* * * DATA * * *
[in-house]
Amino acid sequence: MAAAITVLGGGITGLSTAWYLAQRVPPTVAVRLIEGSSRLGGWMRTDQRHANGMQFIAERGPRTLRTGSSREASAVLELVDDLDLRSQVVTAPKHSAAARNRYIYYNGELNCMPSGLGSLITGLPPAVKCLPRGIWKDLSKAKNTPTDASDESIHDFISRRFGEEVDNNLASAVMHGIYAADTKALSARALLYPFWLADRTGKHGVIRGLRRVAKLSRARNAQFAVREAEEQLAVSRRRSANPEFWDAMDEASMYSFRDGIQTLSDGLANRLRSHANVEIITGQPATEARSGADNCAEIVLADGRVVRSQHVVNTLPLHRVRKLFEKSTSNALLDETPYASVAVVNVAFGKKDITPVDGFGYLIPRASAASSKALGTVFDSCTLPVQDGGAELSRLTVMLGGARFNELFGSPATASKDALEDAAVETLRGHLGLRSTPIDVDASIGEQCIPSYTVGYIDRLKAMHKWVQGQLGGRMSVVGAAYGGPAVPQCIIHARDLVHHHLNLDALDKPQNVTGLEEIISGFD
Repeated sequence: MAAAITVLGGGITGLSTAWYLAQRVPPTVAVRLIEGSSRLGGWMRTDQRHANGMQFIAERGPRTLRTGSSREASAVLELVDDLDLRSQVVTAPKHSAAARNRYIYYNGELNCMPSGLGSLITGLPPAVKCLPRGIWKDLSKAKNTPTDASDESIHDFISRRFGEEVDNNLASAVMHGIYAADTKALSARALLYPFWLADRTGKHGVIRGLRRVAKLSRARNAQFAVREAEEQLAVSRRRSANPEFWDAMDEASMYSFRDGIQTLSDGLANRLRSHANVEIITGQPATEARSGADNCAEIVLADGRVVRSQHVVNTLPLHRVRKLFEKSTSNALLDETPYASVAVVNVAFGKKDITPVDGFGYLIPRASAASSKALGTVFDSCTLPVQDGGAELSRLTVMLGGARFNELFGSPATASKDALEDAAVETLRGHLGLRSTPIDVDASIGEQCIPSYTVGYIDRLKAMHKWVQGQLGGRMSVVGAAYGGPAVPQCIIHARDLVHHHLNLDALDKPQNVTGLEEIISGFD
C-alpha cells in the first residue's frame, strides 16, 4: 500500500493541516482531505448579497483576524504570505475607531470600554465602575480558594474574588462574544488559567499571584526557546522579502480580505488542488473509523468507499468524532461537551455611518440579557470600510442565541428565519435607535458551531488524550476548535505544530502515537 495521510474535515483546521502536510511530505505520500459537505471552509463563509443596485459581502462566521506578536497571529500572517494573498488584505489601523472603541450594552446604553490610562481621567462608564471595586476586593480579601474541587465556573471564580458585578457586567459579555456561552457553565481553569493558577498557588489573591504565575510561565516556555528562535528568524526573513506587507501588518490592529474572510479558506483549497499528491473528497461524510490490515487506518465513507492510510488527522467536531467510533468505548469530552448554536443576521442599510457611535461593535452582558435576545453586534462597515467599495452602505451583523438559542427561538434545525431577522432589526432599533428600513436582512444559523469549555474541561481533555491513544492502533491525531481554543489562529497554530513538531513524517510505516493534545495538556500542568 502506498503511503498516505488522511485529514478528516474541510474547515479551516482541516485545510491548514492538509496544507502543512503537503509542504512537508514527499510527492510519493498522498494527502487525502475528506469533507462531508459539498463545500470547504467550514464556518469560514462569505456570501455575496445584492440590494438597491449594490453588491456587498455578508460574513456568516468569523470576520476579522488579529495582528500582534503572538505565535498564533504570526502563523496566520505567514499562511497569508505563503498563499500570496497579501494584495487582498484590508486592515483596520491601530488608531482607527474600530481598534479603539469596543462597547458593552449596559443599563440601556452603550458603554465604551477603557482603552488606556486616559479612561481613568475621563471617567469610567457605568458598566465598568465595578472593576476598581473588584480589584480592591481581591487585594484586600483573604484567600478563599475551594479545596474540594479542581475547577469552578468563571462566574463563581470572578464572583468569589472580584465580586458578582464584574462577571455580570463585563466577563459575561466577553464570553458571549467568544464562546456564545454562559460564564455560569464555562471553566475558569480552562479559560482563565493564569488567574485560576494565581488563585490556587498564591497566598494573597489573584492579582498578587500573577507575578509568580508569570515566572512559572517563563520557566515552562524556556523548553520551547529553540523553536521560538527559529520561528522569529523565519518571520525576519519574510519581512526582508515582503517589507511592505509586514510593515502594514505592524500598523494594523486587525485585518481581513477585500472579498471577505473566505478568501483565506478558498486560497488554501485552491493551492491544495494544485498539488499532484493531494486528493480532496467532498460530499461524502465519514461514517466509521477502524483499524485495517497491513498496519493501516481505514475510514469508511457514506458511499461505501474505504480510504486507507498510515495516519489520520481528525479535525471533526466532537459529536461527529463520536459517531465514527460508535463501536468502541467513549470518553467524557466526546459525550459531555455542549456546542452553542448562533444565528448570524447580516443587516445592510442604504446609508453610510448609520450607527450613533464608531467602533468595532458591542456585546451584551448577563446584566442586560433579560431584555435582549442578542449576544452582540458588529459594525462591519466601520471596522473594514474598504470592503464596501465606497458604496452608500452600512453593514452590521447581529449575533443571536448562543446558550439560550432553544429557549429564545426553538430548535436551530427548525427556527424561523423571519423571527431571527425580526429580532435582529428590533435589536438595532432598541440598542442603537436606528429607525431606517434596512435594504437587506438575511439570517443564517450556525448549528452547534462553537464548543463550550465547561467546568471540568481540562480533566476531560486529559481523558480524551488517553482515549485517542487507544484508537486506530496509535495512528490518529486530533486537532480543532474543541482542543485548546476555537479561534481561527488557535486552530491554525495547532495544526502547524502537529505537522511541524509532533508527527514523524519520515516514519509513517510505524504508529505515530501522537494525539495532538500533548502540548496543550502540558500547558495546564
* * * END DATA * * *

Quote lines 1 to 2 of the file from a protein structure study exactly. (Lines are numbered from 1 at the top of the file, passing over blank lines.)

[in-house]
Amino acid sequence: MAAAITVLGGGITGLSTAWYLAQRVPPTVAVRLIEGSSRLGGWMRTDQRHANGMQFIAERGPRTLRTGSSREASAVLELVDDLDLRSQVVTAPKHSAAARNRYIYYNGELNCMPSGLGSLITGLPPAVKCLPRGIWKDLSKAKNTPTDASDESIHDFISRRFGEEVDNNLASAVMHGIYAADTKALSARALLYPFWLADRTGKHGVIRGLRRVAKLSRARNAQFAVREAEEQLAVSRRRSANPEFWDAMDEASMYSFRDGIQTLSDGLANRLRSHANVEIITGQPATEARSGADNCAEIVLADGRVVRSQHVVNTLPLHRVRKLFEKSTSNALLDETPYASVAVVNVAFGKKDITPVDGFGYLIPRASAASSKALGTVFDSCTLPVQDGGAELSRLTVMLGGARFNELFGSPATASKDALEDAAVETLRGHLGLRSTPIDVDASIGEQCIPSYTVGYIDRLKAMHKWVQGQLGGRMSVVGAAYGGPAVPQCIIHARDLVHHHLNLDALDKPQNVTGLEEIISGFD